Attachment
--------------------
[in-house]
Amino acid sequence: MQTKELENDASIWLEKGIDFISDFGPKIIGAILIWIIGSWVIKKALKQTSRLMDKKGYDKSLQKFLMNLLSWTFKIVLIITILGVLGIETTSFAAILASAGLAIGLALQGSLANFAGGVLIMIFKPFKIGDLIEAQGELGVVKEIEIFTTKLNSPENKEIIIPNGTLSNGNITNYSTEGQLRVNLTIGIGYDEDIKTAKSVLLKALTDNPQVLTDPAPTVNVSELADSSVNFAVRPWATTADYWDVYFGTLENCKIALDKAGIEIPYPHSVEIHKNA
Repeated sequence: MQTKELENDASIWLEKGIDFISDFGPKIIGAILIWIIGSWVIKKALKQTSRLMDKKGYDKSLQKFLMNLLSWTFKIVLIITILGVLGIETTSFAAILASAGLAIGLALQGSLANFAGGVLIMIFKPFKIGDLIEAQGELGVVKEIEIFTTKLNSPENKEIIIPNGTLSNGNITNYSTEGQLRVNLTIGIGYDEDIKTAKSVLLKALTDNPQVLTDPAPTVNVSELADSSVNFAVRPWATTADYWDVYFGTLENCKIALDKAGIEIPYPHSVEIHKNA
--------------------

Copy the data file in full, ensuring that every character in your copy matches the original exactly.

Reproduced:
[in-house]
Amino acid sequence: MQTKELENDASIWLEKGIDFISDFGPKIIGAILIWIIGSWVIKKALKQTSRLMDKKGYDKSLQKFLMNLLSWTFKIVLIITILGVLGIETTSFAAILASAGLAIGLALQGSLANFAGGVLIMIFKPFKIGDLIEAQGELGVVKEIEIFTTKLNSPENKEIIIPNGTLSNGNITNYSTEGQLRVNLTIGIGYDEDIKTAKSVLLKALTDNPQVLTDPAPTVNVSELADSSVNFAVRPWATTADYWDVYFGTLENCKIALDKAGIEIPYPHSVEIHKNA
Repeated sequence: MQTKELENDASIWLEKGIDFISDFGPKIIGAILIWIIGSWVIKKALKQTSRLMDKKGYDKSLQKFLMNLLSWTFKIVLIITILGVLGIETTSFAAILASAGLAIGLALQGSLANFAGGVLIMIFKPFKIGDLIEAQGELGVVKEIEIFTTKLNSPENKEIIIPNGTLSNGNITNYSTEGQLRVNLTIGIGYDEDIKTAKSVLLKALTDNPQVLTDPAPTVNVSELADSSVNFAVRPWATTADYWDVYFGTLENCKIALDKAGIEIPYPHSVEIHKNA